A Loving Yet Just Christ

An LDS Perspective on understanding Sufi Mystic Jalal al-Din Rumi’s Poem, ‘What Jesus Runs Away From’.

‘What Jesus Runs Away From’ is a poem written by a Sufi mystic named Jalal al-Din Rumi. In The Essential Rumi, a book filled with Rumi’s poems and translated by Coleman Barks, I was struck by many of the hidden messages that I found within. Even though this was not written by someone with the same Religion as I, I found common ground in the way he spoke about Jesus. Each poem about Jesus presented him in different ways: as someone who has mastered the flesh, as the Spring, as existing everywhere we look, etc. It was when I came across the poem ‘What Jesus Runs Away From’ that I came to a stop. I read and re-read the poem, but could not understand what Rumi was trying to get across to his readers. I couldn’t understand what it was that Christ was running away from and why that was important. It was this confusion that led me to study and write about this particular poem. I wanted to understand what Rumi was trying to get across- what he was trying to make others understand when he spoke this poem aloud. I honestly don’t know if I’ve quite reached what he was intending for us to know as my own beliefs, though similar, are different from the Sufi beliefs that Rumi had about Jesus, but this is what I have gained from this Poem through pondering it, studying it, and especially reading it aloud as he did.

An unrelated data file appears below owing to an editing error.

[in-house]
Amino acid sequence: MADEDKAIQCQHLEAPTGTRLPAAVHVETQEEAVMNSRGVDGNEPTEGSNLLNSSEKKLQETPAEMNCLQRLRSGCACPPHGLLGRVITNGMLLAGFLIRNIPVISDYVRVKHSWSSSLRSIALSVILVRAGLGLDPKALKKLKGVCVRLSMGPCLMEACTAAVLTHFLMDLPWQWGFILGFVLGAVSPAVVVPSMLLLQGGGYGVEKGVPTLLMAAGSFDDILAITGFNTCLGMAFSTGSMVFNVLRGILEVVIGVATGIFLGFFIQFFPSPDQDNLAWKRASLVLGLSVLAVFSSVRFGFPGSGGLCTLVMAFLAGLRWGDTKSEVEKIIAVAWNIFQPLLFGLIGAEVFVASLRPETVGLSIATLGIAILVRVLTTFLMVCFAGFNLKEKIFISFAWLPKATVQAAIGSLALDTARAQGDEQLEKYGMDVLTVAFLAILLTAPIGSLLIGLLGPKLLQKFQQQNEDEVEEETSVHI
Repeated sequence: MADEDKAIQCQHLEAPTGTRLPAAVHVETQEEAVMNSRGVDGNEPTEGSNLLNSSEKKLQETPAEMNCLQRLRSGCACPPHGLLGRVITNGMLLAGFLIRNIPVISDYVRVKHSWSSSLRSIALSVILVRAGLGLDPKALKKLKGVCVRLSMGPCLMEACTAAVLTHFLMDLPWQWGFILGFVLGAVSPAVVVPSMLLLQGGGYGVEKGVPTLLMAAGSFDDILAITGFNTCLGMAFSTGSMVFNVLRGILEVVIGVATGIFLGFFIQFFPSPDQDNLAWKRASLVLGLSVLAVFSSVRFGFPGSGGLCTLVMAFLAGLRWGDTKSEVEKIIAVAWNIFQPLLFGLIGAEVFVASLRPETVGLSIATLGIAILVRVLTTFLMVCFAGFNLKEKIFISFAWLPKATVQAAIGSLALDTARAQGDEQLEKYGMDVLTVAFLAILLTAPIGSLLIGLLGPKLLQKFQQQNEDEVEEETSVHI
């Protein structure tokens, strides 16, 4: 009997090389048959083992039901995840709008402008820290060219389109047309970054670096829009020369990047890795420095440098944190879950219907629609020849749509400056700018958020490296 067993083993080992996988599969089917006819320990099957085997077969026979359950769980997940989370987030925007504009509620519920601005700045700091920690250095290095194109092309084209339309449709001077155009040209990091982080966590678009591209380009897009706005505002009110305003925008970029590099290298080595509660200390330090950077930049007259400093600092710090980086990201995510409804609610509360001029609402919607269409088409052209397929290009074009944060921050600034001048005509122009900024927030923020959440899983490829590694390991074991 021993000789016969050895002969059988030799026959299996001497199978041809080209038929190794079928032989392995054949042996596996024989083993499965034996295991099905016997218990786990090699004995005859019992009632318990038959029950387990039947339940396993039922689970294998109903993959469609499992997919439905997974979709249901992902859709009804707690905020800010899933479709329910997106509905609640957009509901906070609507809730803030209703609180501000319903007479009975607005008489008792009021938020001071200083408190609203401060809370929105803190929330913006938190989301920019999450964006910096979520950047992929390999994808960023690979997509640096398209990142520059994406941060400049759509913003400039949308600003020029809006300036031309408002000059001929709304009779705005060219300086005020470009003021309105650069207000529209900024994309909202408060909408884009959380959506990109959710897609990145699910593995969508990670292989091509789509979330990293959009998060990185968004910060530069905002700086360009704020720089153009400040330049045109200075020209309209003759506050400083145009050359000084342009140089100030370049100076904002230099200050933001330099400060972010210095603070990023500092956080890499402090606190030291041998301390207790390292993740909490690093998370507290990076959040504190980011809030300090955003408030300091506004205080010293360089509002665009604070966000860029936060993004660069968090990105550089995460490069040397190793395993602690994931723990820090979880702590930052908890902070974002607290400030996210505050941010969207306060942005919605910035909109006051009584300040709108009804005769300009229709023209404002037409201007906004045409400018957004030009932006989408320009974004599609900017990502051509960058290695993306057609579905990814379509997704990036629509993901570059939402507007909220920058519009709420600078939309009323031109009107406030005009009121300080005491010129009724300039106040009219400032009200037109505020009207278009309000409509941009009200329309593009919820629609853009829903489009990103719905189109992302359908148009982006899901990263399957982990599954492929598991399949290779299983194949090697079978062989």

The poem starts with Jesus running and climbing up a slope. Someone sees this, recognizes him, and is curious enough to follow after him. Why in the world is Jesus acting in such a way? The two engage in a dialogue after the man repeatedly questions Jesus with no response. Jesus’ response makes up the majority of this poem as he finally answers the person’s question. He speaks of his power over the things that surround him- his ability to change them. Jesus then speaks of the ones, though, who refuse to change at the words of Jesus. The ones who instead look to God in anger and mock those who follow God and Jesus. He states that this is who he is running from. This is a summary of the poem on the surface- it was this that I originally saw when I first read through this poem. I could tell that what I was thinking and understanding was merely the frame of the poem itself, but I couldn’t figure out how to get behind that frame and see the true meaning beyond. I felt puzzled; confused at the actions of Jesus. In my mind, Jesus has always been a man of strength, one who does not turn away from the mocking words of others. It was at this point that a realization came to me that changed my outlook on the poem: I was the someone mentioned in this poem who saw Jesus and wondered just what could frighten the powerful Jesus in such a way. It was here that my understanding began to develop past the previous frame.